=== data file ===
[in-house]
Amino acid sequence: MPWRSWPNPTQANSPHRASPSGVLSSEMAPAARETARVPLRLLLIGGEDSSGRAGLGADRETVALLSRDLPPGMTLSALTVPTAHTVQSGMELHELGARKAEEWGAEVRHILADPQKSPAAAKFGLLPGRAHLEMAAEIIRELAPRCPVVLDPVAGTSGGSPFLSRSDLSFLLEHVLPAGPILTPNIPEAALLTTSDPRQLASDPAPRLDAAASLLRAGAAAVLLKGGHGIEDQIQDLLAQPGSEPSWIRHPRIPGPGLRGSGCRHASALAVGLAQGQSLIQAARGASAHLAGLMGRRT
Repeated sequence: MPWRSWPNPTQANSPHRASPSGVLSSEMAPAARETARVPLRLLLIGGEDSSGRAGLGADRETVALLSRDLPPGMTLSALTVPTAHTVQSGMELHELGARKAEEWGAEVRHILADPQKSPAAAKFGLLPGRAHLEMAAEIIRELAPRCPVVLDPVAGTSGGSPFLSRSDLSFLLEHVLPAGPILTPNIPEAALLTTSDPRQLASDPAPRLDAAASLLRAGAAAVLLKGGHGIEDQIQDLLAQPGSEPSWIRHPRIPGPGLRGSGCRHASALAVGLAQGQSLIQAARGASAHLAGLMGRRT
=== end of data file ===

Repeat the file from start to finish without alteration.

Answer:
[in-house]
Amino acid sequence: MPWRSWPNPTQANSPHRASPSGVLSSEMAPAARETARVPLRLLLIGGEDSSGRAGLGADRETVALLSRDLPPGMTLSALTVPTAHTVQSGMELHELGARKAEEWGAEVRHILADPQKSPAAAKFGLLPGRAHLEMAAEIIRELAPRCPVVLDPVAGTSGGSPFLSRSDLSFLLEHVLPAGPILTPNIPEAALLTTSDPRQLASDPAPRLDAAASLLRAGAAAVLLKGGHGIEDQIQDLLAQPGSEPSWIRHPRIPGPGLRGSGCRHASALAVGLAQGQSLIQAARGASAHLAGLMGRRT
Repeated sequence: MPWRSWPNPTQANSPHRASPSGVLSSEMAPAARETARVPLRLLLIGGEDSSGRAGLGADRETVALLSRDLPPGMTLSALTVPTAHTVQSGMELHELGARKAEEWGAEVRHILADPQKSPAAAKFGLLPGRAHLEMAAEIIRELAPRCPVVLDPVAGTSGGSPFLSRSDLSFLLEHVLPAGPILTPNIPEAALLTTSDPRQLASDPAPRLDAAASLLRAGAAAVLLKGGHGIEDQIQDLLAQPGSEPSWIRHPRIPGPGLRGSGCRHASALAVGLAQGQSLIQAARGASAHLAGLMGRRT